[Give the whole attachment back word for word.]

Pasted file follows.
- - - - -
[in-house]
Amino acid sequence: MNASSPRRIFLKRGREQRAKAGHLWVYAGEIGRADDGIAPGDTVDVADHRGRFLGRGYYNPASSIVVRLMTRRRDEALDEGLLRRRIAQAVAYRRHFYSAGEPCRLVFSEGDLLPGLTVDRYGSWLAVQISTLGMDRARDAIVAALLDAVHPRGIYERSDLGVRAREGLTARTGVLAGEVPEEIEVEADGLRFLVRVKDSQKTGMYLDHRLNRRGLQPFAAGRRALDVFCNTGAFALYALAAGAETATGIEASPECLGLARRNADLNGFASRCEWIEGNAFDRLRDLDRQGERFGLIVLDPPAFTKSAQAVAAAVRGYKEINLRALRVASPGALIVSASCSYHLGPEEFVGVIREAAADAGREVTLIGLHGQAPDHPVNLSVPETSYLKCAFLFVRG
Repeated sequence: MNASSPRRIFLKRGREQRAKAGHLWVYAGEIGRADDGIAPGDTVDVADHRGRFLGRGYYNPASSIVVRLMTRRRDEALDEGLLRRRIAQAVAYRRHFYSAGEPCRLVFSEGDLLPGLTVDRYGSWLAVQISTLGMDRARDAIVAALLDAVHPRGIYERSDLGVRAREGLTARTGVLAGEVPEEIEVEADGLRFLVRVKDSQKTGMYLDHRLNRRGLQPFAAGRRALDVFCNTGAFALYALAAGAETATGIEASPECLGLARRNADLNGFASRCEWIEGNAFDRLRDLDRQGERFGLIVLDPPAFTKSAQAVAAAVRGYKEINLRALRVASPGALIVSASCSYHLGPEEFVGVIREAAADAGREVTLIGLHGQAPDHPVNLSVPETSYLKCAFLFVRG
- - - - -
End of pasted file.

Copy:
[in-house]
Amino acid sequence: MNASSPRRIFLKRGREQRAKAGHLWVYAGEIGRADDGIAPGDTVDVADHRGRFLGRGYYNPASSIVVRLMTRRRDEALDEGLLRRRIAQAVAYRRHFYSAGEPCRLVFSEGDLLPGLTVDRYGSWLAVQISTLGMDRARDAIVAALLDAVHPRGIYERSDLGVRAREGLTARTGVLAGEVPEEIEVEADGLRFLVRVKDSQKTGMYLDHRLNRRGLQPFAAGRRALDVFCNTGAFALYALAAGAETATGIEASPECLGLARRNADLNGFASRCEWIEGNAFDRLRDLDRQGERFGLIVLDPPAFTKSAQAVAAAVRGYKEINLRALRVASPGALIVSASCSYHLGPEEFVGVIREAAADAGREVTLIGLHGQAPDHPVNLSVPETSYLKCAFLFVRG
Repeated sequence: MNASSPRRIFLKRGREQRAKAGHLWVYAGEIGRADDGIAPGDTVDVADHRGRFLGRGYYNPASSIVVRLMTRRRDEALDEGLLRRRIAQAVAYRRHFYSAGEPCRLVFSEGDLLPGLTVDRYGSWLAVQISTLGMDRARDAIVAALLDAVHPRGIYERSDLGVRAREGLTARTGVLAGEVPEEIEVEADGLRFLVRVKDSQKTGMYLDHRLNRRGLQPFAAGRRALDVFCNTGAFALYALAAGAETATGIEASPECLGLARRNADLNGFASRCEWIEGNAFDRLRDLDRQGERFGLIVLDPPAFTKSAQAVAAAVRGYKEINLRALRVASPGALIVSASCSYHLGPEEFVGVIREAAADAGREVTLIGLHGQAPDHPVNLSVPETSYLKCAFLFVRG